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Human red blood cell polymorphisms and malaria.

Research paper by Thomas N TN Williams

Indexed on: 04 Jul '06Published on: 04 Jul '06Published in: Current Opinion in Microbiology



Abstract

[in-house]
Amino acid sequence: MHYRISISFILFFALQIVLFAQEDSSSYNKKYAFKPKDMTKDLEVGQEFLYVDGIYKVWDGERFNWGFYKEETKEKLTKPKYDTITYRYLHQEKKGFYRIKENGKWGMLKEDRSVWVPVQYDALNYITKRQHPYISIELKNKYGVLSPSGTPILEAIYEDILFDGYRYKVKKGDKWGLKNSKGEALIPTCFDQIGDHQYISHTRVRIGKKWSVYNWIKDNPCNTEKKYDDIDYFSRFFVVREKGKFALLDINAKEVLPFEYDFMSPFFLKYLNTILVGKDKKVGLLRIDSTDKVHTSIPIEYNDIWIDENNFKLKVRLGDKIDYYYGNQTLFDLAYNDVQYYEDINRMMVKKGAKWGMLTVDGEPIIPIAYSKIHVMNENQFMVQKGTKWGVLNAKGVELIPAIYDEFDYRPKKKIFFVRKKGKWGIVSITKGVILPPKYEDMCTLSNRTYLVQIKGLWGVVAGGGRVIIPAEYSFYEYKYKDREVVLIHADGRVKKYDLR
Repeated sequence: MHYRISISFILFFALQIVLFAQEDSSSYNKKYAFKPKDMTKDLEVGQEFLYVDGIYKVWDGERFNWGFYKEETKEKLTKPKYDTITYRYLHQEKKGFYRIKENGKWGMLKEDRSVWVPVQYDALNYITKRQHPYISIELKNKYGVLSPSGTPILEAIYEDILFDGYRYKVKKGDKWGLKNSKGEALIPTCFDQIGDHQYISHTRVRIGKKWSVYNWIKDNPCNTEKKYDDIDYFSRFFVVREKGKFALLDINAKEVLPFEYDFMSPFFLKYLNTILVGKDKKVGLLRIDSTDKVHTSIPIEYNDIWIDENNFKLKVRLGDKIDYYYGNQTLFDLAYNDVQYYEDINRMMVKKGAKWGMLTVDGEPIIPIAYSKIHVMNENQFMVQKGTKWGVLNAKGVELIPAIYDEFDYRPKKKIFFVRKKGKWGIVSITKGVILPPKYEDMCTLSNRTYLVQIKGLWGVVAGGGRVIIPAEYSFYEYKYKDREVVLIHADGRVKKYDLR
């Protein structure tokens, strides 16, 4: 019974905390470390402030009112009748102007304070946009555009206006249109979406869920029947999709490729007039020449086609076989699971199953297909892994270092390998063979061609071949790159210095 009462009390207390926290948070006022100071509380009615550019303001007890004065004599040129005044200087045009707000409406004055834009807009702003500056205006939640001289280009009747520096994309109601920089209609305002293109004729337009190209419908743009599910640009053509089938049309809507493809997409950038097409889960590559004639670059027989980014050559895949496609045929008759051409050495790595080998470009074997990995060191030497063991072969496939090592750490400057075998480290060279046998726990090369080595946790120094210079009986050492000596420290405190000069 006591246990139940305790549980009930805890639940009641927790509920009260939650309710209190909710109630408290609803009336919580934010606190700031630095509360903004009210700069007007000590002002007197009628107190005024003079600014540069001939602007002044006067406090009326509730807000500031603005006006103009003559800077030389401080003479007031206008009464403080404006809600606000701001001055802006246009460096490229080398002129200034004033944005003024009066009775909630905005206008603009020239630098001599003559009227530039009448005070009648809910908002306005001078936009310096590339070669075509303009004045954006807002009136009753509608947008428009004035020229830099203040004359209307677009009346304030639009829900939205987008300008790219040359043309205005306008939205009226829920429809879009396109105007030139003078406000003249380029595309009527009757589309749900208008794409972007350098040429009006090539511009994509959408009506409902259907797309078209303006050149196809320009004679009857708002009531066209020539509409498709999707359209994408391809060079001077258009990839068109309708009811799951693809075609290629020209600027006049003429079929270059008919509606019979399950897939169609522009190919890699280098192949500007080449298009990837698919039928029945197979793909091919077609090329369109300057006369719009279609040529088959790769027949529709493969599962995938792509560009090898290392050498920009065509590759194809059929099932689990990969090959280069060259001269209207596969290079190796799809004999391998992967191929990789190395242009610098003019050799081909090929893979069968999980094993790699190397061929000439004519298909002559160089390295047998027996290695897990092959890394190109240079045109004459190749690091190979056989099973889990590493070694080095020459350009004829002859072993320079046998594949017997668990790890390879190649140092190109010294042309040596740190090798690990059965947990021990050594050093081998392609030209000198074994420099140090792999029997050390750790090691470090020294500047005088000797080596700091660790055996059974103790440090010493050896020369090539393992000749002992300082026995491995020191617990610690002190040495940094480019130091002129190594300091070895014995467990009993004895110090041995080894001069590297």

Genetic factors are a major determinant of child survival in malaria endemic countries. Identifying which genes are involved and how they affect the malaria disease risk potentially offers a powerful mechanism through which to learn more about the host-parasite relationship. The past few years have seen significant progress towards achieving this goal for some of the best-known malaria resistance genes that determine the structure or function of red blood cells: Gerbich blood group antigen negativity; polymorphisms of the complement receptor genes (most notably CR1); Southeast Asian ovalocytosis; pyruvate kinase deficiency; haemoglobin E; the sickle cell trait; and alpha-thalassaemia are all examples. The challenge for the future must be to translate such advances into fresh approaches to the prevention and treatment of malaria.